The United Kingdom government announced on 26 April 2018 that it had ratified the United Patent Court Agreement. The Unified Patent Court (UPC) will allow European patents to be litigated in a single court proceeding, rather than in multiple cases in the various countries in which it is validated, as it currently the case. The proposed new system will also allow patent applicants to elect for future European patents to take effect in the participating European countries as a unitary patent.
For the UPC Agreement to come into effect it must be ratified by at least 13 participating countries, including the UK, France and Germany. French ratification took place fairly early on and the 13 country threshold has also been passed. There was considerable uncertainty, following the UK’s “Brexit” referendum on EU membership and the decision to leave the EU, whether the UK would ratify the UPC Agreement at all, given that, although the UPC Agreement itself is an international agreement, the project has been an EU initiative and the unitary patent itself is established by an EU Regulation. That uncertainty has now been dispelled by the UK’s confirmation that it has ratified the Agreement. All eyes will now be on Germany, where ratification has been held up by a constitutional complaint, due to be heard in the course of 2018.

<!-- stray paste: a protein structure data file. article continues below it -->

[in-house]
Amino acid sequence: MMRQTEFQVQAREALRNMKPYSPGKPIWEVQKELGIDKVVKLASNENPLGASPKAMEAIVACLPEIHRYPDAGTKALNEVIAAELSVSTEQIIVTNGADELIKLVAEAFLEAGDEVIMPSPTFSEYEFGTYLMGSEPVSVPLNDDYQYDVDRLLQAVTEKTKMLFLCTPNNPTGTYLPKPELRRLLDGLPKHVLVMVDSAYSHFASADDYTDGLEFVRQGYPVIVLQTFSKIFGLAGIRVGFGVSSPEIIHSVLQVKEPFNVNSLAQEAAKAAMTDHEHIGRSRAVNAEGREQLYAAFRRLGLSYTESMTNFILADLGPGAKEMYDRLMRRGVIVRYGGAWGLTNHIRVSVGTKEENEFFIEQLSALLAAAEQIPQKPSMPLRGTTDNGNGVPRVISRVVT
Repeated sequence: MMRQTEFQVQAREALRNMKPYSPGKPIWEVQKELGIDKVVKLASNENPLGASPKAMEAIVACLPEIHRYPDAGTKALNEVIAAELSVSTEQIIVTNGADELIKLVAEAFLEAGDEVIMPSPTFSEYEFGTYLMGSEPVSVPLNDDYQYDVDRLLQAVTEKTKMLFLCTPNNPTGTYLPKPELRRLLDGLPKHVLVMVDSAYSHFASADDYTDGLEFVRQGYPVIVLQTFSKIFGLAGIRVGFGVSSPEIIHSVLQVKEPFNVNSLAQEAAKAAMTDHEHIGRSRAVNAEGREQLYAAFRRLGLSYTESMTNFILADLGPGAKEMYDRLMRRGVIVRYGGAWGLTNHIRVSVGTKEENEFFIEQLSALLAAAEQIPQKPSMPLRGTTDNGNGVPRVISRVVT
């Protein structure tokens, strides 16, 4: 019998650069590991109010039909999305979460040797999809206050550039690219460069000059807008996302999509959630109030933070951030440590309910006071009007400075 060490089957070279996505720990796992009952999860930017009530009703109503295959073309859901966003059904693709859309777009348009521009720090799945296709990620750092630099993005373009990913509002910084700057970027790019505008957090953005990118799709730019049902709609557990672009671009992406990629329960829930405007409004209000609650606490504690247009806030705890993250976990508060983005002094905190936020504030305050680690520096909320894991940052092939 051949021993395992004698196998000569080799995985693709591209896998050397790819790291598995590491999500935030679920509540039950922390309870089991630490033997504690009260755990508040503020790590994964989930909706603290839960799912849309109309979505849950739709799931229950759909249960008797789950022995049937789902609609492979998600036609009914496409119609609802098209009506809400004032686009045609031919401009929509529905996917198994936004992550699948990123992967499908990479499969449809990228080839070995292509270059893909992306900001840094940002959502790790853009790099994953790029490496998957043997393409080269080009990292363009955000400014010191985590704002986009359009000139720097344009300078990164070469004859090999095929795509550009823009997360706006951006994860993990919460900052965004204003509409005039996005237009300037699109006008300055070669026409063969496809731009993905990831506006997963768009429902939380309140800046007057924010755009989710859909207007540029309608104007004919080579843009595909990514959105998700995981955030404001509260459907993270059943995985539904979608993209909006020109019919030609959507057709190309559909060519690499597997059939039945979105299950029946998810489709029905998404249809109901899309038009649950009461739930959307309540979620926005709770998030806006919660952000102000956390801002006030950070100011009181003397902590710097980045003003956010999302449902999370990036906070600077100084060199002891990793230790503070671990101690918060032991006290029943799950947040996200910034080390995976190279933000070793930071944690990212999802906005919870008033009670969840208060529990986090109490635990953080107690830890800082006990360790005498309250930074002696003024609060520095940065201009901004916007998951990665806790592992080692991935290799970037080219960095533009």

If the German Constitutional Court rejects the complaint, as many commentators expect, and Germany completes its ratification process, the UPC will come into operation four months later. It will be the biggest development in the European patent sphere for over 40 years. The UPC is largely supported by industry and promises to boost the IP and legal sectors in the UK, as the UK will be hosting the branch of the UPC Central Division that will have jurisdiction over cases concerning patents in the life sciences, medical device and chemical sectors.
There is a further question as to whether the UK will continue to participate in the UPC following Brexit. The prevailing mood amongst the participating countries is that it would be preferable for the UK to remain in the system. Some amendment to the UPC Agreement will be necessary to enable this.
Now that it is looking likely that the UPC will become a reality, subject only to the German constitutional complaint, holders of European patents should review their patent portfolios and determine whether they wish to opt their European patents out of the jurisdiction of the new court, as they will be entitled to do for a transitional period. Litigation concerning those opted-out patents would then be conducted, as now, in the national courts of the participating countries. Holders of pending European patent applications should also consider whether they would ideally want any granted patents to take effect as unitary patents and, if so, whether any steps can be taken to delay grant until after the UPC system comes into operation.